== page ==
…and then look for the Text Field object in that list. There are a lot of objects in the Object Library, so you can either scroll around for Text Field, or you can pare down what’s shown in the list by using the Filter box at the bottom:

Do the following:

  • Type text into the box.
  • The Objects Library will respond by displaying only those objects with text in their names. One of them is the Text Field, and that’s what we want to add to our app’s view.

  • Drag a Text Field from the Object Library and onto the view. Place it near the upper left-hand corner of the view. As you bring the button close to that corner, Xcode will cause a couple of guides to appear. Line the text field up with those guides.

  • We want to provide the user with enough room to enter a few words into our text field, so widen it so that it goes about two-thirds of the way across the view.

Connect the text field to the view controller

Now that we’ve added a text field to the view, we need to make a connection between it and the view controller. In the previous article, we said that there were two kinds of connections you could make:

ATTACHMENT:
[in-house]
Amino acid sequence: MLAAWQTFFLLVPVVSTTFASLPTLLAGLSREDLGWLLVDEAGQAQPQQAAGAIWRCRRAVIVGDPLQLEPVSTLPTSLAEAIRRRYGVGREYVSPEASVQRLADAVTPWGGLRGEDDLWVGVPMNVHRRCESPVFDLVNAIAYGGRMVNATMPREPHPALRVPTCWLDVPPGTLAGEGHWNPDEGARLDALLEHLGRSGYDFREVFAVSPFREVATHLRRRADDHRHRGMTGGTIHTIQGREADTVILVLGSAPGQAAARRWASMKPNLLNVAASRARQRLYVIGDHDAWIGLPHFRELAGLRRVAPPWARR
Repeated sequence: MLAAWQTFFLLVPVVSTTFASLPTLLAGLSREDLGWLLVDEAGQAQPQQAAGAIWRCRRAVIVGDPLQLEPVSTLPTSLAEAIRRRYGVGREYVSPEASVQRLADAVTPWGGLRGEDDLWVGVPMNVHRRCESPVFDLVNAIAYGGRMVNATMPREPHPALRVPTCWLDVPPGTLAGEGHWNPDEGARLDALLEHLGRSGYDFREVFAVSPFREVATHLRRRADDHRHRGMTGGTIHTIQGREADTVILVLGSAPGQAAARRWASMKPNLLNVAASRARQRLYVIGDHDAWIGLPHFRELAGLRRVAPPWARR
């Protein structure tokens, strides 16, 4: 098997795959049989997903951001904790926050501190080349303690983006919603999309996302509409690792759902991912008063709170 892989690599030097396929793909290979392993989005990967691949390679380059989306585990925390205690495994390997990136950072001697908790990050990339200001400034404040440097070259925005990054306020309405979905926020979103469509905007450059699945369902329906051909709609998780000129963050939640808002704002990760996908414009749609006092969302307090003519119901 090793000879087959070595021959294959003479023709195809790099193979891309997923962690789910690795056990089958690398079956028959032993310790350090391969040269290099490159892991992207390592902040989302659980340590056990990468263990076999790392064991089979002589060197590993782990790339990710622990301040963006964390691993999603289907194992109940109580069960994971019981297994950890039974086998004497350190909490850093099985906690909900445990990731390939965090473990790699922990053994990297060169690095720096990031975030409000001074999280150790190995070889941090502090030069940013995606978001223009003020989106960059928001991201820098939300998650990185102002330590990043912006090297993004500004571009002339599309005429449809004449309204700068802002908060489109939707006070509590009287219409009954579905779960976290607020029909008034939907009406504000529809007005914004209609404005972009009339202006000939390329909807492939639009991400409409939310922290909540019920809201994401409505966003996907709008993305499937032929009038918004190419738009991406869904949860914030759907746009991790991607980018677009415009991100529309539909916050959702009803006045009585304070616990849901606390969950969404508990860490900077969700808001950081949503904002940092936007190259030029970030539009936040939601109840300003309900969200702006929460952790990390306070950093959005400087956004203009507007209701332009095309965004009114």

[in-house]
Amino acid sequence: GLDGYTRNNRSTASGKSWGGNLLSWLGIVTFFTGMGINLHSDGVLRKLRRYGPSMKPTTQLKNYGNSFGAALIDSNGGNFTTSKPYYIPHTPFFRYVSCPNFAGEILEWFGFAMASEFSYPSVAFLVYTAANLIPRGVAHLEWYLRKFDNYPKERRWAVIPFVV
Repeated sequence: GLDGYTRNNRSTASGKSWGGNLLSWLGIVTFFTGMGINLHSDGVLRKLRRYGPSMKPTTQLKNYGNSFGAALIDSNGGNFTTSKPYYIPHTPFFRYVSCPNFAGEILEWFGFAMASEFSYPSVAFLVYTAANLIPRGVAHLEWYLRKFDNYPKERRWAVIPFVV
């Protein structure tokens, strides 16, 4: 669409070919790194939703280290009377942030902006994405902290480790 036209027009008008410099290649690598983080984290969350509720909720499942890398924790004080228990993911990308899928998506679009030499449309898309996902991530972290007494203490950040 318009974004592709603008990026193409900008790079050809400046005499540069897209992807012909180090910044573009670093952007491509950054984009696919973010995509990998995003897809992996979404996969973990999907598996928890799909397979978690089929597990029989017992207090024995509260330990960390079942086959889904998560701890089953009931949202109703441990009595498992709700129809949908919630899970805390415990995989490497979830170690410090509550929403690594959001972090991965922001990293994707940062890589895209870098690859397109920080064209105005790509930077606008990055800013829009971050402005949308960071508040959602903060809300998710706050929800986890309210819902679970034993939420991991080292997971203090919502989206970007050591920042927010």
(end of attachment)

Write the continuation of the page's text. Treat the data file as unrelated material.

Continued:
1. Outlet:
    • In the view controller, an outlet is a variable that contains a reference to a specific object (such as a label, button, or text field) in the view. It’s marked with the @IBOutlet keyword, which tells Xcode that it isn’t just a variable, but an outlet.
    • Allows the code in the view controller to “talk” to an object in the view.
    • By connecting an object in the view to the view controller with an outlet, the view controller can:
      • call that object’s methods,
      • set one of its properties (such as the text it displays, its color, and so on), and
      • get the value of any of its properties.
    • The bottom line: If you want to call the methods for an object in the view, or get or set its properties, use an outlet.
  2. Action:
    • In the view controller, an action is a method that gets called in response to a specific event occurring for an object in the view (such as when a button is tapped, or the text in a text field is changed). It’s marked with the @IBAction keyword, which tells Xcode that it isn’t just a method, but an action.
    • Allows an object in the view to “talk” to the code in the view controller.
    • By connecting an object in the view to the view controller with an action, the view controller can:
      • Respond to specific events that occur for the object.
    • The bottom line: If you want to respond to the events for an object in the view, use an action.

We want a connection that will allow us to get the contents of the text field. An outlet will allow us to do that.